Frailty [Blu-ray]

I’m not generally a fan of horror movies, but since Frailty is more of a suspense-thriller, and I remembered loving it when it was first released on DVD years ago, I jumped at the chance to review the Blu-ray release. After not having seen it in years, it’s even better than I remembered. Frailty follows Matthew McConaughey’s character as he pays a visit to the local FBI office to confess to agent Wesley Doyle (Powers Boothe) that his father was responsible for the “God’s Hands” murders that took place back in the late ‘70s, and that his brother was an accomplice. As he tells Doyle the story, we’re treated to flashbacks of the days when “Dad” Meiks (Bill Paxton) and his two sons were scouting out and murdering supposed demons.

Dad, believing that God wants him to murder demons disguised as humans, guides his two young sons in the quest to find each new person on his “list” and kill them with an axe. While Adam, the younger son, is eager to help out his dad with demon-killing, Fenton, the slightly older son, thinks his father is a crazy murderer.

As I said earlier, I remembered loving this movie when I first saw it, but having not seen it since it was first released on DVD, there wasn’t much I remembered about some of the bigger plot-points in the film, and I wondered if the movie was going to live up to my original impression of it. I’m glad to report that it did. In fact, Frailty is a film that only seems to get better with repeat viewings.

McConaughey does an excellent job with his role, shedding some of that charm we see from him when he plays the romantic lead in other films and delivering a creepier performance than is typical for him. Paxton, who also directed the film, portrays “Dad” extremely well and, like the film itself, I found myself appreciating Paxton’s performance even more the second time around, once I had a better picture of who the character was as it pertained to the full story.

What works best about the movie is that, as the story unfolds, the pacing is well timed in the way of creating suspense but never so slow that you’re sitting around waiting for something to happen. What’s more, without spoiling anything for those of you who haven’t seen it, there’s a point in the movie where you realize that much of what you thought you saw isn’t as it was presented. I think any filmmaker takes a risk when they try to flip a movie on its side as you’re approaching the closing act, but Frailty doesn’t cheat its viewers. Like I said, watching it a second time, you see clearly how everything was laid out, and it all lines up, including the acting and Paxton’s direction. There’s a delicate balance with a film like this one, and Paxton managed to find it, bringing the story out in such a way that the viewer begins to understand what’s happening at the exact moment they should. The ending not only delivers an interesting conclusion to the story but will also leave you with a few things to think about. The disc includes a number of great special features, however it seems they’re all the same features that were released on the original DVD. There are numerous commentaries, a “Making of” featurette, and the Sundance Channel’s “Anatomy of a Scene” featurette. So the only real Blu-ray upgrade is the picture quality and the ability to navigate through the menu while watching the movie.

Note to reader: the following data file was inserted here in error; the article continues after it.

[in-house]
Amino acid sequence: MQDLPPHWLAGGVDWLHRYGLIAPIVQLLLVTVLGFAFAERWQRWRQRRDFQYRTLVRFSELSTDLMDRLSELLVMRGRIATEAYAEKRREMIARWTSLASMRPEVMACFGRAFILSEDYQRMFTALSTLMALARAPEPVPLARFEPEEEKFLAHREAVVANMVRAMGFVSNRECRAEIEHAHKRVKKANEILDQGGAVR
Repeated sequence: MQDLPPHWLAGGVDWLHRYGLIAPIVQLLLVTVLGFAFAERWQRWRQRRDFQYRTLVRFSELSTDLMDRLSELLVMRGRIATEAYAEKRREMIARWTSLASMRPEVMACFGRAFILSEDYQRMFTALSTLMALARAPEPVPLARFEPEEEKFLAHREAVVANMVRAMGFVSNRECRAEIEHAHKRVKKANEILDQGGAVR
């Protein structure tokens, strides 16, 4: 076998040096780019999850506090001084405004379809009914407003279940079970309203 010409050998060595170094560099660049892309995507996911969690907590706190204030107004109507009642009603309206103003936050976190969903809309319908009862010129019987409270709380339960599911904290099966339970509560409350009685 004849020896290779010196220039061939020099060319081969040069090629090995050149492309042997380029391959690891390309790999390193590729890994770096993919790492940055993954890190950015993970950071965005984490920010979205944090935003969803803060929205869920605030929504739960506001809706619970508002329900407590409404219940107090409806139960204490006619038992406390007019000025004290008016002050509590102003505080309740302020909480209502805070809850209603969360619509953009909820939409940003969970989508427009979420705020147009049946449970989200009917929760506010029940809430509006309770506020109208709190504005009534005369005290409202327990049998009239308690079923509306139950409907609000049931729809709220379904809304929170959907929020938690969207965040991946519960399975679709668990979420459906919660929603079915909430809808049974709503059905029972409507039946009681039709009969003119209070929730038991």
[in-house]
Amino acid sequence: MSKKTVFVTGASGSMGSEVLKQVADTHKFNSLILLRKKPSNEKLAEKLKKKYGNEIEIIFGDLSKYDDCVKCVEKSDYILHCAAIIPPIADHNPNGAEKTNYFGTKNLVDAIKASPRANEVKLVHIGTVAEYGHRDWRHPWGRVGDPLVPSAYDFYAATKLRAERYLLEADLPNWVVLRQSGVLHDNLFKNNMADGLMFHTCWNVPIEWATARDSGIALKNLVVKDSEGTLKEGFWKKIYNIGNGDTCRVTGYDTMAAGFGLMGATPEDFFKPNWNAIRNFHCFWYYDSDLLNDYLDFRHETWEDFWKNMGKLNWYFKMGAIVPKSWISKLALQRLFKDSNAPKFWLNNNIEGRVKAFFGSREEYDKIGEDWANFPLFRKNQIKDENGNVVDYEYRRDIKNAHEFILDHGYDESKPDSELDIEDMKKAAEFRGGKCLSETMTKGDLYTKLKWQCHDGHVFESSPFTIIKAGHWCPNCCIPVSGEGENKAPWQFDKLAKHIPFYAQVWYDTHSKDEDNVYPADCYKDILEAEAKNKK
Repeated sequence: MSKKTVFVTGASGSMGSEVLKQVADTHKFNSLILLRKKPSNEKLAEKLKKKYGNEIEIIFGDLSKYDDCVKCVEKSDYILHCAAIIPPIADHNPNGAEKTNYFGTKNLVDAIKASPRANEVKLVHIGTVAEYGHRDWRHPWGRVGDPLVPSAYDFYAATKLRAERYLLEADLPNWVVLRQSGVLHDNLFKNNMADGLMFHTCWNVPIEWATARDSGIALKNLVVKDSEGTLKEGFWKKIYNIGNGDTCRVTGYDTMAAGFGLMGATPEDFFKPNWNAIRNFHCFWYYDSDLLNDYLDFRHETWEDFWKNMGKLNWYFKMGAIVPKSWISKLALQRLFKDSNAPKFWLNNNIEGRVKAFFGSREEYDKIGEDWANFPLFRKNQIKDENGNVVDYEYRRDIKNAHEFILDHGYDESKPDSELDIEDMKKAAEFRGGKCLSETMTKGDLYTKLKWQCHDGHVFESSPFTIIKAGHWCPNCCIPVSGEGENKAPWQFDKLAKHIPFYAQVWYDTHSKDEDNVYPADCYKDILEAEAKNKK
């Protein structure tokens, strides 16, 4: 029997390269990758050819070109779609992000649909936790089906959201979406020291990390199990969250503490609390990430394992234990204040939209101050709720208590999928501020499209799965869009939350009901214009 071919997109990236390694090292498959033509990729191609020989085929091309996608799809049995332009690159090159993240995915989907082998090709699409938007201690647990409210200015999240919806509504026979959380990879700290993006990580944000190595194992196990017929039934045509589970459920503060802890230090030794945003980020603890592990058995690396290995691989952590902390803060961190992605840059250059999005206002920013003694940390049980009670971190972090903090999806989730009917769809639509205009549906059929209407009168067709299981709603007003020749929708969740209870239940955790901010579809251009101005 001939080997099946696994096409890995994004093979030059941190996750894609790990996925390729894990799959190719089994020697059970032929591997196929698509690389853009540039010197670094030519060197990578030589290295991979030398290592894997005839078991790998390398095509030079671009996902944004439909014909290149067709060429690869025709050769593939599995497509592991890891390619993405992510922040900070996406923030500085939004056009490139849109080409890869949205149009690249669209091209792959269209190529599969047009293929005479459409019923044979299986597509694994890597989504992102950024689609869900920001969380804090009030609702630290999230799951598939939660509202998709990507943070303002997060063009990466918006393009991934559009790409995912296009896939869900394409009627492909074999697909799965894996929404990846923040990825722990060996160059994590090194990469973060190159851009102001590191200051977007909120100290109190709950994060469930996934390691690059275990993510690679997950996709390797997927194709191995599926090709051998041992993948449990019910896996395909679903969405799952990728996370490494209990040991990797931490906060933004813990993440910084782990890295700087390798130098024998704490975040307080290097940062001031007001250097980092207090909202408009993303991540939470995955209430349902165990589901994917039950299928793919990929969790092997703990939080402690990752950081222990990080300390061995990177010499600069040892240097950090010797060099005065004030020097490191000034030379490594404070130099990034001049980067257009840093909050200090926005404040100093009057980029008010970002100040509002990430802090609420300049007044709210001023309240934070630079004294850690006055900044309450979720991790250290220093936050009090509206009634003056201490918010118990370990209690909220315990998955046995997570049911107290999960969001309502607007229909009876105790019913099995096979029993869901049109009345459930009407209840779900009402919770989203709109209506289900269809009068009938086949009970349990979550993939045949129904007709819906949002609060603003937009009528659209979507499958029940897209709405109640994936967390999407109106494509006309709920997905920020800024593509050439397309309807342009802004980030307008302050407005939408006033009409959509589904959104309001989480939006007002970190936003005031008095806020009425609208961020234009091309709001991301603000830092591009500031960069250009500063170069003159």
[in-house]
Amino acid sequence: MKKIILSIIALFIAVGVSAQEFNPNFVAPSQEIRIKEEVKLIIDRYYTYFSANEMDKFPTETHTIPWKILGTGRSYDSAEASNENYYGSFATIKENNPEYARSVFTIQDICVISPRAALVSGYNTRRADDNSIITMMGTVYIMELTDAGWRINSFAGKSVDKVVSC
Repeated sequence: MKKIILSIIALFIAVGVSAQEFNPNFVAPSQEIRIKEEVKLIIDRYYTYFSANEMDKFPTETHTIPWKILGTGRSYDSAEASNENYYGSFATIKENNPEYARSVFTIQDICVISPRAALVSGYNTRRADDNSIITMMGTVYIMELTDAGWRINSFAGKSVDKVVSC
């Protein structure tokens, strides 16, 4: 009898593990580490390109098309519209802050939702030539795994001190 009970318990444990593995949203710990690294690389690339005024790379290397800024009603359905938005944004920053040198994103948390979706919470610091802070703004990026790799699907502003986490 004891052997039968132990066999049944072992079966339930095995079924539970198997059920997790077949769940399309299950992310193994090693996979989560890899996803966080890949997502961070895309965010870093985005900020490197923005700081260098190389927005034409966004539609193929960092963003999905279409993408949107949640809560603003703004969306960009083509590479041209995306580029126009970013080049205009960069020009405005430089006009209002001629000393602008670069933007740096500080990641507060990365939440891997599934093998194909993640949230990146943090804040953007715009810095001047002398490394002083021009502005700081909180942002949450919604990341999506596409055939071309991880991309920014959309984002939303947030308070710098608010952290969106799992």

Among the commentaries featured on the disc is one by director Bill Paxton, another by screenwriter Brent Hanley, and a third by producer David Kirschner, editor Arnold Glassman, and composer Brian Tyler. Of the three, I think I enjoyed Bill Paxton’s most. As he was not only the director but one of the stars of the film, we get to hear his thoughts on the movie from both perspectives. Brent Hanley’s is also really interesting as he talks about the film from a story perspective.

Both featurettes include footage of the making of the film. I enjoyed getting to see how the car-ride sequence with Powers Booth and Matthew McConaughey was done, and I gained a new appreciation for what was done with those scenes to make them work.

If you own the DVD, the Blu-ray version isn’t entirely necessary, as there isn’t anything on the disc that you wouldn’t have seen already. But if you don’t own this movie, it’s definitely worth adding to your collection, and the special features are very good and worth checking out.

Kelly West
Assistant Managing Editor

Kelly joined CinemaBlend as a freelance TV news writer in 2006 and went on to serve as the site’s TV Editor before moving over to other roles on the site. At present, she’s an Assistant Managing Editor who spends much of her time brainstorming and editing feature content on the site.